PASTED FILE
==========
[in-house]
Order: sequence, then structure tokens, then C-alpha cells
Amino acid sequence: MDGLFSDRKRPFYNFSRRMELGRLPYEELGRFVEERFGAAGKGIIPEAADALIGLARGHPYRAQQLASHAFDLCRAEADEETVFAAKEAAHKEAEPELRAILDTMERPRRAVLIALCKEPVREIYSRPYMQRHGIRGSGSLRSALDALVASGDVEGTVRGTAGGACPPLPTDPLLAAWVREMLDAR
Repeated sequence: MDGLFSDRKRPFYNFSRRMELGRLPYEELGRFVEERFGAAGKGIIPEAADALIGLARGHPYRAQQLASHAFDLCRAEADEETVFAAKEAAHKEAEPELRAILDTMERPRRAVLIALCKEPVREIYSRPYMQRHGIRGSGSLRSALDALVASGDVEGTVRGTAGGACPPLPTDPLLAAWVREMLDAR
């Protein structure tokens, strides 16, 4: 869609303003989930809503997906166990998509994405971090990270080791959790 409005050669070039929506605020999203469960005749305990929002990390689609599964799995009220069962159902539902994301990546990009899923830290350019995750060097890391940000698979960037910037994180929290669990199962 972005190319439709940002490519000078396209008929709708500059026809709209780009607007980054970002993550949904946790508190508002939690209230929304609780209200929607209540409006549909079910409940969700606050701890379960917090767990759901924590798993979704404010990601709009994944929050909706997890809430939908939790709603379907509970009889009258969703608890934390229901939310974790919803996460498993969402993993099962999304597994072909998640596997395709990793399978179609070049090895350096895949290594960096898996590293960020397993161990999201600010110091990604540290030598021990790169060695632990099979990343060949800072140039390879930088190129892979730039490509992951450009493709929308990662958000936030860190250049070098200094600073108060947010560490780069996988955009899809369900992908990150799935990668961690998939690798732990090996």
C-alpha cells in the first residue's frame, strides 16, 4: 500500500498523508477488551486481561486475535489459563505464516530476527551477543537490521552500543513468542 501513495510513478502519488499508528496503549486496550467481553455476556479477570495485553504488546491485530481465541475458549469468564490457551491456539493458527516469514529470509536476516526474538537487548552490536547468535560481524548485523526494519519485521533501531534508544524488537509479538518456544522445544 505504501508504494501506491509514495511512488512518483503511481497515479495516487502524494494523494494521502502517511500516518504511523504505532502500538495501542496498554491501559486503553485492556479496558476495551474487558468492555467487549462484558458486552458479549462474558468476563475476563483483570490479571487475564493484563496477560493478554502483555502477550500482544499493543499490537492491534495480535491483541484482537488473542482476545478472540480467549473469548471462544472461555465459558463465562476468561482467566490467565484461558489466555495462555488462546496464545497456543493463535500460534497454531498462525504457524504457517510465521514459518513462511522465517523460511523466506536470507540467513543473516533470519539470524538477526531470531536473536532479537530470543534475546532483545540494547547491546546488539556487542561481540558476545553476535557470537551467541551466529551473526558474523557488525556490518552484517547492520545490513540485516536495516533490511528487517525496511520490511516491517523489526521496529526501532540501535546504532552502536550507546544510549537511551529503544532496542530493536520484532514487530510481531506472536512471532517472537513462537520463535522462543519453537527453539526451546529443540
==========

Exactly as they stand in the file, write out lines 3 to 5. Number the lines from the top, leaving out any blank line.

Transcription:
Amino acid sequence: MDGLFSDRKRPFYNFSRRMELGRLPYEELGRFVEERFGAAGKGIIPEAADALIGLARGHPYRAQQLASHAFDLCRAEADEETVFAAKEAAHKEAEPELRAILDTMERPRRAVLIALCKEPVREIYSRPYMQRHGIRGSGSLRSALDALVASGDVEGTVRGTAGGACPPLPTDPLLAAWVREMLDAR
Repeated sequence: MDGLFSDRKRPFYNFSRRMELGRLPYEELGRFVEERFGAAGKGIIPEAADALIGLARGHPYRAQQLASHAFDLCRAEADEETVFAAKEAAHKEAEPELRAILDTMERPRRAVLIALCKEPVREIYSRPYMQRHGIRGSGSLRSALDALVASGDVEGTVRGTAGGACPPLPTDPLLAAWVREMLDAR
């Protein structure tokens, strides 16, 4: 869609303003989930809503997906166990998509994405971090990270080791959790 409005050669070039929506605020999203469960005749305990929002990390689609599964799995009220069962159902539902994301990546990009899923830290350019995750060097890391940000698979960037910037994180929290669990199962 972005190319439709940002490519000078396209008929709708500059026809709209780009607007980054970002993550949904946790508190508002939690209230929304609780209200929607209540409006549909079910409940969700606050701890379960917090767990759901924590798993979704404010990601709009994944929050909706997890809430939908939790709603379907509970009889009258969703608890934390229901939310974790919803996460498993969402993993099962999304597994072909998640596997395709990793399978179609070049090895350096895949290594960096898996590293960020397993161990999201600010110091990604540290030598021990790169060695632990099979990343060949800072140039390879930088190129892979730039490509992951450009493709929308990662958000936030860190250049070098200094600073108060947010560490780069996988955009899809369900992908990150799935990668961690998939690798732990090996």